Profits at commercial banks soared 21.6% in the first quarter to a record $18 billion, the Federal Deposit Insurance Corp. announced Friday.

The huge quarter smashed the previous record of $16.1 billion, set in the second quarter of 1998, and reversed a two-quarter trend of declining profits.

Fee income continued to drive earnings, but the FDIC attributed much of the first-quarter gains to large banks rebounding from last year's weak trading results and subpar performance overseas.

Comparing first quarter results with the year-earlier period, net income grew 13.2%. Fee income jumped 19.5%, to $34.7 billion. Trading activities set a quarterly record at $3.6 billion, up 35.4%. Net income from international operations hit $2.3 billion, up 33.1%.

The industry's average return on assets rose 6 basis points to 1.32%, tying the quarterly record set in the third quarter of 1995. But the FDIC said this figure masks the fact that roughly 60% of all banks had higher ROAs a year ago.

The industry's smallest players are being hurt by shrinking margins, according to the FDIC.

The average ROA at banks with less than $100 million of assets declined 9 basis points, to 1.10% during the first quarter - 22 basis points lower than the industry average.

The profitability gap would have been 33 basis points without the large number of small banks opting for subchapter S status, which pumps up income by lowering their tax bills. Nearly 20% of the banks with less than $100 million of assets are subchapter S banks.

At a press conference, FDIC Chairman Donna Tanoue said smaller bank profits depend more on interest rate sensitive assets. Though banks with less than $1 billion of assets earned nearly 75% of their income from lending in the first quarter, larger banks derived nearly half their income from other sources.

Though smaller banks still have wider spreads than larger banks, that edge is waning.

"The historical advantage smaller banks have had in net interest margins has eroded," Ms. Tanoue said. "Average margins at banks with less than $100 million were 26 basis points lower than a year ago." At 4.32% on March 31, small bank margins were at their lowest level in eight years. Still, the industry's average net interest margin was 4.05%, down 1 basis point from a year earlier.

Total interest income grew less than 2%, to $90.3 billion, from a year earlier, while total interest expense declined 3.1%, to $42.9 billion. Net interest income was $47.4 billion, up 6.9% from the first quarter of 1998.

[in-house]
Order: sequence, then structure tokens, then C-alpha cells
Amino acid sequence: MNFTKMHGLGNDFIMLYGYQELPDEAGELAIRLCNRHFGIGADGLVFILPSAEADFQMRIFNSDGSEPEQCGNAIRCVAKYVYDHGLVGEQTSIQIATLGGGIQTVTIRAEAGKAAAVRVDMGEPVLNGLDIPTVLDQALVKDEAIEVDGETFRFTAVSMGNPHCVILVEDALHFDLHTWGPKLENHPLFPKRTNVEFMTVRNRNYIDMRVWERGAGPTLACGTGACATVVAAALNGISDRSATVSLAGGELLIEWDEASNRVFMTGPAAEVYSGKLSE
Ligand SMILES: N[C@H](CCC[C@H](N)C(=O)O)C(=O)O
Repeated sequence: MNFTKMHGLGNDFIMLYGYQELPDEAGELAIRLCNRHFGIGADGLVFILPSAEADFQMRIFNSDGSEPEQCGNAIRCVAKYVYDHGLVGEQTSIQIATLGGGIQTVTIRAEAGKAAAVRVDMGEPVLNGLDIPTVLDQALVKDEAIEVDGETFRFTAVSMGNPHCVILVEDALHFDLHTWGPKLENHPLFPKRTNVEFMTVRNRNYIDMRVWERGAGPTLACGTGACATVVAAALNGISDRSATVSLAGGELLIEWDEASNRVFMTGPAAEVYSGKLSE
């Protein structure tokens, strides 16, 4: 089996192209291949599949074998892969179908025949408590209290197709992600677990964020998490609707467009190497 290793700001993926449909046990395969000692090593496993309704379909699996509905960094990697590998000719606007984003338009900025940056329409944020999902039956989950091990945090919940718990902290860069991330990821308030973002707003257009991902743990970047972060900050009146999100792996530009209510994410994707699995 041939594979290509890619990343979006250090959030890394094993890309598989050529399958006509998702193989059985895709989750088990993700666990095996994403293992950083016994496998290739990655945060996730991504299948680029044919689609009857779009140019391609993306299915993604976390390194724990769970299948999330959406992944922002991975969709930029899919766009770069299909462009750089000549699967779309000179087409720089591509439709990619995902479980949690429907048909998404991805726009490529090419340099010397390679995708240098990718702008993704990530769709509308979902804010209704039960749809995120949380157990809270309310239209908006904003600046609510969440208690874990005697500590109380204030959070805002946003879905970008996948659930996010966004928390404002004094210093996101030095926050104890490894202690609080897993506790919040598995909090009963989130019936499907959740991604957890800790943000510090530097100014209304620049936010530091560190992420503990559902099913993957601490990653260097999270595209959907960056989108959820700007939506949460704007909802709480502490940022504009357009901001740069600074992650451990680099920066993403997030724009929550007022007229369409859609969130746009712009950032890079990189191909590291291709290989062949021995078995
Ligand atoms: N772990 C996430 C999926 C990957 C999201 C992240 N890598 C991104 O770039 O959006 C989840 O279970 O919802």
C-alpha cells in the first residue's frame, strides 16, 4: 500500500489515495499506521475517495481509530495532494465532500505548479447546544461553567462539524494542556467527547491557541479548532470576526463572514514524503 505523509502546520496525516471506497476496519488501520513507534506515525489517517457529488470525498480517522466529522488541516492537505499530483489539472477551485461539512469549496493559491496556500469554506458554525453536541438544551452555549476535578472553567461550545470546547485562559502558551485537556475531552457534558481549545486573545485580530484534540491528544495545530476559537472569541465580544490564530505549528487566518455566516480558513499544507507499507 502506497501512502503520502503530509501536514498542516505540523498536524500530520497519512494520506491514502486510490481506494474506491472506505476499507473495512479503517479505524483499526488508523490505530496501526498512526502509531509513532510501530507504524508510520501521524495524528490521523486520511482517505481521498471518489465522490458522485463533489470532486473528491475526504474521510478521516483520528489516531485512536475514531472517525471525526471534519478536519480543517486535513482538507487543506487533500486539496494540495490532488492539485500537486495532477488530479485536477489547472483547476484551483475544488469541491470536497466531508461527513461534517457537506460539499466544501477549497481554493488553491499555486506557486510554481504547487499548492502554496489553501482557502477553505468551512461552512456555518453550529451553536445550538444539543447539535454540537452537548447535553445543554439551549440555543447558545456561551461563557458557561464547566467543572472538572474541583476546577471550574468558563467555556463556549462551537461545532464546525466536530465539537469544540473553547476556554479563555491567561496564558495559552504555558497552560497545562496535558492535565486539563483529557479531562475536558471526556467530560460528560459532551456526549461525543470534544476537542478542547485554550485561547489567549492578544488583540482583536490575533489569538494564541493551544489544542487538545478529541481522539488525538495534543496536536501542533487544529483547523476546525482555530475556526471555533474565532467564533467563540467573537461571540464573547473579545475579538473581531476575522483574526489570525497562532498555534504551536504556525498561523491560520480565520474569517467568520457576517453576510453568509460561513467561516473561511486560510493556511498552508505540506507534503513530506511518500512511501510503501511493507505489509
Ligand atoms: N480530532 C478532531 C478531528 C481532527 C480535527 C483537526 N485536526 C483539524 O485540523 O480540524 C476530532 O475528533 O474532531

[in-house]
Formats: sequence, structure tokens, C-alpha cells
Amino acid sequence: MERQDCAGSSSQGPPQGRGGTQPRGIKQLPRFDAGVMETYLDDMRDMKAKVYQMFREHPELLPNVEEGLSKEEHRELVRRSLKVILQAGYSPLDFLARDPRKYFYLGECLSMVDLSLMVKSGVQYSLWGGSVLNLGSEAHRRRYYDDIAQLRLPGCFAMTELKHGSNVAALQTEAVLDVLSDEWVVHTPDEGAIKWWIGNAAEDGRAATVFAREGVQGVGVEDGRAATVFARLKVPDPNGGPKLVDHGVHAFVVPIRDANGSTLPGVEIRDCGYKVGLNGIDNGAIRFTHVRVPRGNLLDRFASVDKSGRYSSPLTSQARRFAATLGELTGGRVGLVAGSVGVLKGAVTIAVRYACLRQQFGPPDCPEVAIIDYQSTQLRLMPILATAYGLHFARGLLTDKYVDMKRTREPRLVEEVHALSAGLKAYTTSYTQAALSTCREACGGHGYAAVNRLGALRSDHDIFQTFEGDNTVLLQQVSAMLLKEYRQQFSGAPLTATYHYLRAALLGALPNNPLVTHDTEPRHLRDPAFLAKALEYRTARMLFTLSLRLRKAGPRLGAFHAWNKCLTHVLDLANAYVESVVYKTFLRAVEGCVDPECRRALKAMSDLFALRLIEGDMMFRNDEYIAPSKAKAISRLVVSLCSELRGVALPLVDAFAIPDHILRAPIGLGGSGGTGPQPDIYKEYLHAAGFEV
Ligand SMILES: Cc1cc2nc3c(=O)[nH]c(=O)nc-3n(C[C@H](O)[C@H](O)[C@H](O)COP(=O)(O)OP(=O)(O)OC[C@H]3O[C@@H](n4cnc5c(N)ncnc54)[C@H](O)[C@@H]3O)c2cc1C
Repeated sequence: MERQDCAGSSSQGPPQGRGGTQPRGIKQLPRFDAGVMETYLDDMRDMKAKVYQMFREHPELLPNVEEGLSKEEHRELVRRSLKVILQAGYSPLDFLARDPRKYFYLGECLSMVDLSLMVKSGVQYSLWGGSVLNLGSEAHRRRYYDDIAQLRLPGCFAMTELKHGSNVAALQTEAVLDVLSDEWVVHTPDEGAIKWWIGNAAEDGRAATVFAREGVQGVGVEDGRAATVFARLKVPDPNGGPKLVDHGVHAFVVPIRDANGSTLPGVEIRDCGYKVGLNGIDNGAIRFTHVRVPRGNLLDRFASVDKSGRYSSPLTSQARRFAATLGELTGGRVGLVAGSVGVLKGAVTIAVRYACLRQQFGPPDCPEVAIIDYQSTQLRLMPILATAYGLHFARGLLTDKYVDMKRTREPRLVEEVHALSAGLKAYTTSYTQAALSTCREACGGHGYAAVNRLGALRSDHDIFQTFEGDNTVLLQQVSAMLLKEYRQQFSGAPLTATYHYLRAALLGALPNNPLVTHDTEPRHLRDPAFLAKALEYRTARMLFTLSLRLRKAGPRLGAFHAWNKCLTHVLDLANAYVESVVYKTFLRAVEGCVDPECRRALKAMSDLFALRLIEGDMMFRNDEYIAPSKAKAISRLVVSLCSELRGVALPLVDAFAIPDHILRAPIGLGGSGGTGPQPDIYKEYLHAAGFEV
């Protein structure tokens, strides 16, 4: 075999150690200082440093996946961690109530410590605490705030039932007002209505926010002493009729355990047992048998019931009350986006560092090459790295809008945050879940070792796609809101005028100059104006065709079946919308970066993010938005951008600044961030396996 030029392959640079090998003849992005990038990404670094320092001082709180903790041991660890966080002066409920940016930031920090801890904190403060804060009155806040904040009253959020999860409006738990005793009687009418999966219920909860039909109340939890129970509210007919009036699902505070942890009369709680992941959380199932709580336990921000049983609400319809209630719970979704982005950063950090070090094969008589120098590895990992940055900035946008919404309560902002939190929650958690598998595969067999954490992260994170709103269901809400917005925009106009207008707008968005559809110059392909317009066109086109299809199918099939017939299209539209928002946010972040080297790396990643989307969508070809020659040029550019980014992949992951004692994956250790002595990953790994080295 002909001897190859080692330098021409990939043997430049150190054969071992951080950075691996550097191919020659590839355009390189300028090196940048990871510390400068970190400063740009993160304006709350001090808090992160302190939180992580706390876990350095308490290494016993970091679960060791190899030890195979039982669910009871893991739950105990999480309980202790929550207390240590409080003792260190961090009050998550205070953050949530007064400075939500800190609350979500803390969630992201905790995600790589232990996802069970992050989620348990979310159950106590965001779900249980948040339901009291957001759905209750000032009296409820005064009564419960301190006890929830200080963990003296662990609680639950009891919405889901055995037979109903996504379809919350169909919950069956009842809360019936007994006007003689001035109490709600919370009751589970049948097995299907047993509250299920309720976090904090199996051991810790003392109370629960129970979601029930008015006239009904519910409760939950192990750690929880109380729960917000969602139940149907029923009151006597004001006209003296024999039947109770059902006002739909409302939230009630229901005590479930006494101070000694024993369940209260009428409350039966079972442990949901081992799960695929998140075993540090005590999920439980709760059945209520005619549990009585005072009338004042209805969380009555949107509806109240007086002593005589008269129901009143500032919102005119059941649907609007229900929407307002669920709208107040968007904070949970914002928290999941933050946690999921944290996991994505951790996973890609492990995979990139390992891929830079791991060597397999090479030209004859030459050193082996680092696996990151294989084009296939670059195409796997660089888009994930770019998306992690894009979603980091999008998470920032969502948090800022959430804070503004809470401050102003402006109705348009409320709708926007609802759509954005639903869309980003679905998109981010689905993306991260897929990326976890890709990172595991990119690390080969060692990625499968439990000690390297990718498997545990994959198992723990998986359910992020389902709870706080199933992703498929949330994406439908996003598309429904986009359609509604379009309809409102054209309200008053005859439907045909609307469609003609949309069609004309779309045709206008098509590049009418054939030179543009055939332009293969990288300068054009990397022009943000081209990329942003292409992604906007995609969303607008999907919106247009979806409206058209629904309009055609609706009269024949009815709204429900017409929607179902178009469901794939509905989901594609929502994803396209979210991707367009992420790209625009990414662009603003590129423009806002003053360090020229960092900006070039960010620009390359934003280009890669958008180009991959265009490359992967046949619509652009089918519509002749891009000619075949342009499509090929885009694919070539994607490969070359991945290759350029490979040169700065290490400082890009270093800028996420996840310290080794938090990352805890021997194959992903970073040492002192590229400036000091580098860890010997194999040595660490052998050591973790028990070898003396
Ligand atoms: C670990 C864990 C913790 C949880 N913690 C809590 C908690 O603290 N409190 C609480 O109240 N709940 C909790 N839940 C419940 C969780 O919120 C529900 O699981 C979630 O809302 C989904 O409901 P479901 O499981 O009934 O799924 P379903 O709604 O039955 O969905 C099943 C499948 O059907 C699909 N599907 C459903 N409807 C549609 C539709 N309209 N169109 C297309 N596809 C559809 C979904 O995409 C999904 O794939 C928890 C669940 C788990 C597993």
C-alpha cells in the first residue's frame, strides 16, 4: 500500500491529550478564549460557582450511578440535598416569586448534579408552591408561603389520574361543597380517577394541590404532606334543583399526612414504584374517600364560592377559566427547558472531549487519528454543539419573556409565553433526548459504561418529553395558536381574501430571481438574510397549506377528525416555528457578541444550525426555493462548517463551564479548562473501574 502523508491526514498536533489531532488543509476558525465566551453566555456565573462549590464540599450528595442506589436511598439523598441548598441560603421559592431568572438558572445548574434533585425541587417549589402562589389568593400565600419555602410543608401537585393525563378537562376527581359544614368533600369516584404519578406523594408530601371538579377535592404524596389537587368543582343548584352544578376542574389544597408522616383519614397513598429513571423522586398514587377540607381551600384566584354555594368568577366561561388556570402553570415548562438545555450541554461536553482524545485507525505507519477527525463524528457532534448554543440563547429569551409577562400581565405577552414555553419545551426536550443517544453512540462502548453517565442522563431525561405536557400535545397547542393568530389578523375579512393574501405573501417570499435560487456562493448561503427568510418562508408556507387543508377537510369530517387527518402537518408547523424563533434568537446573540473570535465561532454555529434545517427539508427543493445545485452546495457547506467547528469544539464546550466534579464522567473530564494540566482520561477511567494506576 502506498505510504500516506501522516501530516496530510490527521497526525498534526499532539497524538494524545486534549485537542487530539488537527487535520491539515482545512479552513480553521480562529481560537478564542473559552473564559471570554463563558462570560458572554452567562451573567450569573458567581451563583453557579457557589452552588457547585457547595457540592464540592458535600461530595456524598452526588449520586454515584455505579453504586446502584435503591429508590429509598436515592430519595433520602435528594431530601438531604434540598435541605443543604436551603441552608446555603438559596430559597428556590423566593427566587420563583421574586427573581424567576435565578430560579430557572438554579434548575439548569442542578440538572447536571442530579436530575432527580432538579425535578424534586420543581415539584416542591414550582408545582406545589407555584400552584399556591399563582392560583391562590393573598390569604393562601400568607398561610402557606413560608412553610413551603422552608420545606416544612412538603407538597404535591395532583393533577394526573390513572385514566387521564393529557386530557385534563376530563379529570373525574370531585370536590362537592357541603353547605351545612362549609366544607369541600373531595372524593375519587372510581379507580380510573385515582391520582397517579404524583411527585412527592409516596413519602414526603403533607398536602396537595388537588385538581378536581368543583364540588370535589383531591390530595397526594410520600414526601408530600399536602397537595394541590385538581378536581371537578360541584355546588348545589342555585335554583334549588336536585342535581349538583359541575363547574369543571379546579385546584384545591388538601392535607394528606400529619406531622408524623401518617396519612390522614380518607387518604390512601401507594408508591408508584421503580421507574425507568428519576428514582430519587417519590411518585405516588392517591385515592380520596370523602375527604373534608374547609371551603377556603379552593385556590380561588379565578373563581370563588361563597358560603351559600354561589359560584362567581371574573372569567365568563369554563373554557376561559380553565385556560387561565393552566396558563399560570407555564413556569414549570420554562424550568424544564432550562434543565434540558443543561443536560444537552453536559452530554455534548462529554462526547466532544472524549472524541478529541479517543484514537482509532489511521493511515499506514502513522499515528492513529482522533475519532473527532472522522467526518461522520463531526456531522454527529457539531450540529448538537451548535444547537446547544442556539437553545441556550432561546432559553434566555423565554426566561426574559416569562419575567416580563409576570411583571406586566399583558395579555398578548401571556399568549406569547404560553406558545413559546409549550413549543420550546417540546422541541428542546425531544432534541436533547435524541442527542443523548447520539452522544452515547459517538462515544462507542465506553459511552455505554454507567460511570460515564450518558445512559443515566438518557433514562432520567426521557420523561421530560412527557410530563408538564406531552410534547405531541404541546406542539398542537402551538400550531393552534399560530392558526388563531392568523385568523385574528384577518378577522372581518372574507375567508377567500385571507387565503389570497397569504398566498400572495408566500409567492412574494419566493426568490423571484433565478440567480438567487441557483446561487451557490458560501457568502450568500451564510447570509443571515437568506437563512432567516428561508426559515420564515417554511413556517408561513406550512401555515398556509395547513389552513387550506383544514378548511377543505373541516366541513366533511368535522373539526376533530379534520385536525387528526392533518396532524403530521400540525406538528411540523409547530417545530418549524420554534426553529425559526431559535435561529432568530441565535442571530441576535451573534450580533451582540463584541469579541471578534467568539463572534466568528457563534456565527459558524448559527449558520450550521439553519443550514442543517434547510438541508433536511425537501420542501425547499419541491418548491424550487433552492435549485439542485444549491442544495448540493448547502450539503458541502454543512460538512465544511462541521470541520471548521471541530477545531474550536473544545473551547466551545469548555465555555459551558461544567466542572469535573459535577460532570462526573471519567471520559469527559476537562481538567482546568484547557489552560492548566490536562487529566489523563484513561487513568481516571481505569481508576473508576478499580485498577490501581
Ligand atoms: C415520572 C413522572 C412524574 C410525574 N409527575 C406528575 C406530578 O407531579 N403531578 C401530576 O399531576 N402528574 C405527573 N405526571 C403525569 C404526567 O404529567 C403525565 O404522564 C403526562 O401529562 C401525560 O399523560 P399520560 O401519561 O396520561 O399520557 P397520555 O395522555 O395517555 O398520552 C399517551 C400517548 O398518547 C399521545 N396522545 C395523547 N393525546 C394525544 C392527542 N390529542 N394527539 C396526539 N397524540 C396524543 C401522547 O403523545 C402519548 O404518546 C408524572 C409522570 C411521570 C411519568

Assets held by the 8,721 commercial banks dipped slightly in the quarter, to $5.4 trillion, but were up 5.9% from a year earlier. Deposits grew 5%, to $3.6 trillion.

Loans outstanding inched up just $12.5 billion in the first quarter-the smallest quarterly increase in two years. At this pace, total loans would grow less than $50 billion this year. By comparison, loans expanded $267.3 billion last year.

Commercial and industrial loans hit $922 billion, up 12.5% since the first quarter of 1998. Credit card loans declined $20.9 billion, to $207.9 billion.

Banks charged off $5 billion in bad loans during the first quarter, an increase of 7.3% over the first quarter of 1998. Commercial and industrial loan writeoffs surged 73.6%, or $429 million.

These loans also accounted for the majority of a $2.7 billion, or 9.2%, increase in noncurrent loans in the year that ended March 31. Noncurrent commercial and industrial loans increased by $1.3 billion in the first quarter and are 28.3% higher than a year earlier.

Loan-loss reserves increased $612 million, to $57.9 billion in the quarter. "Reserves are up on a nominal dollar basis, but that growth has not kept pace with the growth in total loans," said FDIC researcher Ross Waldrop. "The ratio of reserves to loans is at a 12-year low."

Equity capital rose 1.5%, to $470 billion in the quarter. Retained earnings set a quarterly record, at $8.9 billion, while cash dividends fell 28%, to $9 billion.

There were 64 new banks chartered in the first quarter; 114 were absorbed by mergers and one bank failed. The number of banks on the FDIC's problem list was 64 on March 31, with $4.7 billion of assets. That's down from 69 banks, with $5.4 billion on Dec. 31.

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